Methods: Terminal ileum biopsies were obtained from consenting volunteers undergoing routine colonoscopy who were either immunized orally with 4 doses of Ty21a or not. Isolated lamina propria mononuclear cells (LPMC) and intraepithelial lymphocytes (IEL) CD4+T immune responses were determined using either S. Typhi-infected or non-infected autologous EBV-B cell lines as stimulator cells. T-CMI was assessed by the production of 4 cytokines [interferon (IFN)γ, interleukin (IL)-2, IL-17A and tumor necrosis factor (TNF)α] in 36 volunteers (18 vaccinees and 18 controls volunteers).

Results: Although the frequencies of LPMC CD103+ CD4+T were significant decreased, both CD103+ and CD103- CD4+T subsets spontaneously produced significantly higher levels of cytokines (IFNγ and IL-17A) following Ty21a-immunization. Importantly, we observed significant increases in S. Typhi-specific LPMC CD103+ CD4+T (IFNγ and IL-17A) and CD103- CD4+T (IL-2 and IL-17A) responses following Ty21a-immunization. Further, differences in S. Typhi-specific responses between these two CD4+T subsets were observed following multifunctional analysis. In addition, we determined the effect of Ty21a-immunization on IEL and observed significant changes in the frequencies of IEL CD103+ (decrease) and CD103- CD4+T (increase) following immunization. Finally, we observed that IEL CD103- CD4+T, but not CD103+ CD4+T, produced increased cytokines (IFNγ, TNFα and IL-17A) to S. Typhi-specific stimulation following Ty21a-immunization.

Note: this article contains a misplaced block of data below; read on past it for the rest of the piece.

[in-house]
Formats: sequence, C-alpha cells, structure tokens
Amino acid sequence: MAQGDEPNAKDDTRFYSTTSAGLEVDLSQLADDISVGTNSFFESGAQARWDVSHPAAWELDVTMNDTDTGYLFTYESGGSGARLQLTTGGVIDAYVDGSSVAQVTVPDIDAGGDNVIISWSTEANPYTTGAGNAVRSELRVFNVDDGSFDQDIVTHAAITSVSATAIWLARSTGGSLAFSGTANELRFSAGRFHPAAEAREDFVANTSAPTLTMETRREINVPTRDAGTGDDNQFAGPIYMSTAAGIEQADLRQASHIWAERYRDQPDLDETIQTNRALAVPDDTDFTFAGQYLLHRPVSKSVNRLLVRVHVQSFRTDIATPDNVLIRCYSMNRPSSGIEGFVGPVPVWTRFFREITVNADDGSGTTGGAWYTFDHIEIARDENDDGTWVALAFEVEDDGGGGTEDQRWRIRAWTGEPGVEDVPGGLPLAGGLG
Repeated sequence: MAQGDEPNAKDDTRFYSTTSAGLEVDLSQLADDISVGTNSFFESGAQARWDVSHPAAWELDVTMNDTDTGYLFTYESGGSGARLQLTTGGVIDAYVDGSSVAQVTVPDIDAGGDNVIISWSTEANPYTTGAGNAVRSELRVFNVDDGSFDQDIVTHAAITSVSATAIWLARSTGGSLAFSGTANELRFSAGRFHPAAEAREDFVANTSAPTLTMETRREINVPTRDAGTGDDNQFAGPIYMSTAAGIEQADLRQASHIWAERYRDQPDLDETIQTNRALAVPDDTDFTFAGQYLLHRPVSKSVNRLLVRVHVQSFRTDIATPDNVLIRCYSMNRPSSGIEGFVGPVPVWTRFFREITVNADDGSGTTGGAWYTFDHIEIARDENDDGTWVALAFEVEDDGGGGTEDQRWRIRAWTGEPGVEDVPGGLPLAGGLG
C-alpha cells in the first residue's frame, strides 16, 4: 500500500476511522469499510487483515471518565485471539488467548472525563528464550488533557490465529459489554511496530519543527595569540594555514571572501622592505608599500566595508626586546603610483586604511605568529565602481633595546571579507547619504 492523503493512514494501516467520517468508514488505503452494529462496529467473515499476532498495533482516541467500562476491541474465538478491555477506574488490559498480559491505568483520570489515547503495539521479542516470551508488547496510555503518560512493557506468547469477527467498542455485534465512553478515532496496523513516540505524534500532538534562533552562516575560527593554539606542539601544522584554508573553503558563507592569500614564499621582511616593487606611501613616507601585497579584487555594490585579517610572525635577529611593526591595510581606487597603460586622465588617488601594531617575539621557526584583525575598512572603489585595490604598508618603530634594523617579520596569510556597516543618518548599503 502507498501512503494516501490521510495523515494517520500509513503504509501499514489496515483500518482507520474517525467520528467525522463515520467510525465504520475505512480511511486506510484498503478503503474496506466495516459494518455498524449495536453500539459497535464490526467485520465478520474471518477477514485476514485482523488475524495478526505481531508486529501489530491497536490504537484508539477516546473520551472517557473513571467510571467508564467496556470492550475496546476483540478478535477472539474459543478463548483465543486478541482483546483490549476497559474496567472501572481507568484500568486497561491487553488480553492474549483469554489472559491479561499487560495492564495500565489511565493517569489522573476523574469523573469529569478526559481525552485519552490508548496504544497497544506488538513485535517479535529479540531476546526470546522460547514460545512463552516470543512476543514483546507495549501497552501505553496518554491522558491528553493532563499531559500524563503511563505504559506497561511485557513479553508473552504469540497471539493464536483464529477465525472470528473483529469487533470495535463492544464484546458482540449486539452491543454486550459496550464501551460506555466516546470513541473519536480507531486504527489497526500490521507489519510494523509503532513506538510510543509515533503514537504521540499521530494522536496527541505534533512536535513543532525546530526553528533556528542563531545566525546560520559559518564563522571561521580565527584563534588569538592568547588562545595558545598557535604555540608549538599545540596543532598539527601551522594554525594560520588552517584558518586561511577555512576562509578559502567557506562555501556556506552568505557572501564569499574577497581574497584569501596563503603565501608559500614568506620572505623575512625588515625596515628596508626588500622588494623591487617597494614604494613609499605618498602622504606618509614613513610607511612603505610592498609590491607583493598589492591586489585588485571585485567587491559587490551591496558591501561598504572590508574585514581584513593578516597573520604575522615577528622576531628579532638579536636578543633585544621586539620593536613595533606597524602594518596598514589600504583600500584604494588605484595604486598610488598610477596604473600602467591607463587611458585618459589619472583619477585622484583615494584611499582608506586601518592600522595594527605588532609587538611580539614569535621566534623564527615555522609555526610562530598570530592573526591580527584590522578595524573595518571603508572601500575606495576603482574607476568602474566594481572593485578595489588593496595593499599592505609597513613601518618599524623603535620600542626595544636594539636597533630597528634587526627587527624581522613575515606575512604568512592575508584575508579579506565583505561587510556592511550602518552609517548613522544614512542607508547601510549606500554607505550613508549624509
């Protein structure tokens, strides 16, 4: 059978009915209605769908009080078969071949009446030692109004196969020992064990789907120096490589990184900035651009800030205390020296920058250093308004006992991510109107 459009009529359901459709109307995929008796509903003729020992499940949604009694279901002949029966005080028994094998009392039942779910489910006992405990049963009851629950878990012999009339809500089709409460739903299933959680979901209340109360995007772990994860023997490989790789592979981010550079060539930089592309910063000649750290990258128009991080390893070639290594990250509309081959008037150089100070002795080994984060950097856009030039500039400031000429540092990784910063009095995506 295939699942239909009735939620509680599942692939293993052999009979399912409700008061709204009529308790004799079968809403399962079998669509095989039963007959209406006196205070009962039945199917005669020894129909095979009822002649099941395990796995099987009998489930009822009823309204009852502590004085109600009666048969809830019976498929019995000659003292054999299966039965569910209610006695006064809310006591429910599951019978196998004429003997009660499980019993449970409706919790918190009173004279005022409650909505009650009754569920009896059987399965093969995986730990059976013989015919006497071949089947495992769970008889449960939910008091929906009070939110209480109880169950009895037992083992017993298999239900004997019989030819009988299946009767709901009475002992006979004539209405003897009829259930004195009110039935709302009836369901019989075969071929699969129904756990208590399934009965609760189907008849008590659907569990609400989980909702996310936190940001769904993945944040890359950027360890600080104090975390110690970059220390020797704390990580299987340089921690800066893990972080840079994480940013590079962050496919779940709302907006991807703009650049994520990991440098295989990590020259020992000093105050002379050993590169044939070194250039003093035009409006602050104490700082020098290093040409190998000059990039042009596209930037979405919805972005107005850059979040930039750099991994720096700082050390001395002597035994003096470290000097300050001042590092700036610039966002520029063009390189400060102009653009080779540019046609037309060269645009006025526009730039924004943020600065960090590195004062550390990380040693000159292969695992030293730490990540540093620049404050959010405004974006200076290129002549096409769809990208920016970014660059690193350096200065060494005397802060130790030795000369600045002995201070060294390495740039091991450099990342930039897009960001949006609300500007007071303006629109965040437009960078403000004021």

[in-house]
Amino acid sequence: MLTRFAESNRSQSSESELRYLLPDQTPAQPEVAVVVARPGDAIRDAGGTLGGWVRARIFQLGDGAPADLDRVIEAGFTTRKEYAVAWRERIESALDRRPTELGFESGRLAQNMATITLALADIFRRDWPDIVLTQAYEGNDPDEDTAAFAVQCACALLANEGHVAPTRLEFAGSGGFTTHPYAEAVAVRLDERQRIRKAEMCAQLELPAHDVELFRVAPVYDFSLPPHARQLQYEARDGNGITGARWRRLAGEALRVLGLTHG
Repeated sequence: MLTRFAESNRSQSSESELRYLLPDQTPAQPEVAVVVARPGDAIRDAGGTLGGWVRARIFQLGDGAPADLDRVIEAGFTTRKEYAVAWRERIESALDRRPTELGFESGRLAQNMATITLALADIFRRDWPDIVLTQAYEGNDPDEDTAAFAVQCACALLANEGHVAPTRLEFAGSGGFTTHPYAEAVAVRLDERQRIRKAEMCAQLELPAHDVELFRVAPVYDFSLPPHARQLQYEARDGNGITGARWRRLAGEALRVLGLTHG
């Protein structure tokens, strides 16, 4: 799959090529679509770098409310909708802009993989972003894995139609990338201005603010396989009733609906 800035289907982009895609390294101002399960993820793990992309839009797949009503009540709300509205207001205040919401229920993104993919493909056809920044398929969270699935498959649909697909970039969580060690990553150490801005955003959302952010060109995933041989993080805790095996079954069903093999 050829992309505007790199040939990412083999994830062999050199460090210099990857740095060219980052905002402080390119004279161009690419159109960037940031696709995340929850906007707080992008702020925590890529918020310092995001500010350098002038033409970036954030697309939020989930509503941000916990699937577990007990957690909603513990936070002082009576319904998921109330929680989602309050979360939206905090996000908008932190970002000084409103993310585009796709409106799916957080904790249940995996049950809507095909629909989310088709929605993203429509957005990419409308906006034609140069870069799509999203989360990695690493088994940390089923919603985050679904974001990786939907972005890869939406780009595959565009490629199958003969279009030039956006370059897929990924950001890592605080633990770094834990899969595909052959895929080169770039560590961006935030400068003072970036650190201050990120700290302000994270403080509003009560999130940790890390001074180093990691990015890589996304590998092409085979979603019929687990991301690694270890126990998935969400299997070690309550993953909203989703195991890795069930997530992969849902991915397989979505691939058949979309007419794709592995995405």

Conclusions: Oral Ty21a-immunization elicits distinct compartment specific immune responses in CD4+T (CD103+ and CD103-) subsets. This study provides novel insights in the generation of local vaccine-specific responses. Trial registration This study was approved by the Institutional Review Board and registered on ClinicalTrials.gov (identifier NCT03970304, Registered 29 May 2019-Retrospectively registered, http://www.ClinicalTrials.gov/NCT03970304).
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http://dx.doi.org/10.1186/s12967-020-02263-6DOI Listing
http://www.ncbi.nlm.nih.gov/pmc/articles/PMC7043047PMC
February 2020

Characteristics of regulatory T-cell populations before and after Ty21a typhoid vaccination in children and adults.

Clin Immunol 2019 06 4;203:14-22. Epub 2019 Apr 4.

Center for Vaccine Development and Global Health, University of Maryland School of Medicine, Baltimore, MD, USA; Molecular Microbiology and Immunology Department, University of Maryland Graduate Program in Life Sciences, Baltimore, MD, USA; Department of Pediatrics, University of Maryland School of Medicine, Baltimore, MD, USA; Department of Medicine, University of Maryland School of Medicine, Baltimore, MD, USA. Electronic address: